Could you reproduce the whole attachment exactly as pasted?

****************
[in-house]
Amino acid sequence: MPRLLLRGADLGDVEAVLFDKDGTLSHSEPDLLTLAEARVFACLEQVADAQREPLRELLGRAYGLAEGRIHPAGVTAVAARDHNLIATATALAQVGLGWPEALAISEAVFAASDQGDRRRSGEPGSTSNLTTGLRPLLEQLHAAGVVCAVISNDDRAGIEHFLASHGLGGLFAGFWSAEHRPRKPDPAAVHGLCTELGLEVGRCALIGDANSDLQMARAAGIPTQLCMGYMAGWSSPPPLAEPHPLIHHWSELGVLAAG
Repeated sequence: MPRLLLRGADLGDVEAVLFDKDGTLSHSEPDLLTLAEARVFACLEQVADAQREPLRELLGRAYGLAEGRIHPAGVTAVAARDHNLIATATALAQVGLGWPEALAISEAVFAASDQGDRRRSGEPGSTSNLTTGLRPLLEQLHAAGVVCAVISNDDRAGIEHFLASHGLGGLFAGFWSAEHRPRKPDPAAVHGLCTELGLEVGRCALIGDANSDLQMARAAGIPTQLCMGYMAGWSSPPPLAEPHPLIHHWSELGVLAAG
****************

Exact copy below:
[in-house]
Amino acid sequence: MPRLLLRGADLGDVEAVLFDKDGTLSHSEPDLLTLAEARVFACLEQVADAQREPLRELLGRAYGLAEGRIHPAGVTAVAARDHNLIATATALAQVGLGWPEALAISEAVFAASDQGDRRRSGEPGSTSNLTTGLRPLLEQLHAAGVVCAVISNDDRAGIEHFLASHGLGGLFAGFWSAEHRPRKPDPAAVHGLCTELGLEVGRCALIGDANSDLQMARAAGIPTQLCMGYMAGWSSPPPLAEPHPLIHHWSELGVLAAG
Repeated sequence: MPRLLLRGADLGDVEAVLFDKDGTLSHSEPDLLTLAEARVFACLEQVADAQREPLRELLGRAYGLAEGRIHPAGVTAVAARDHNLIATATALAQVGLGWPEALAISEAVFAASDQGDRRRSGEPGSTSNLTTGLRPLLEQLHAAGVVCAVISNDDRAGIEHFLASHGLGGLFAGFWSAEHRPRKPDPAAVHGLCTELGLEVGRCALIGDANSDLQMARAAGIPTQLCMGYMAGWSSPPPLAEPHPLIHHWSELGVLAAG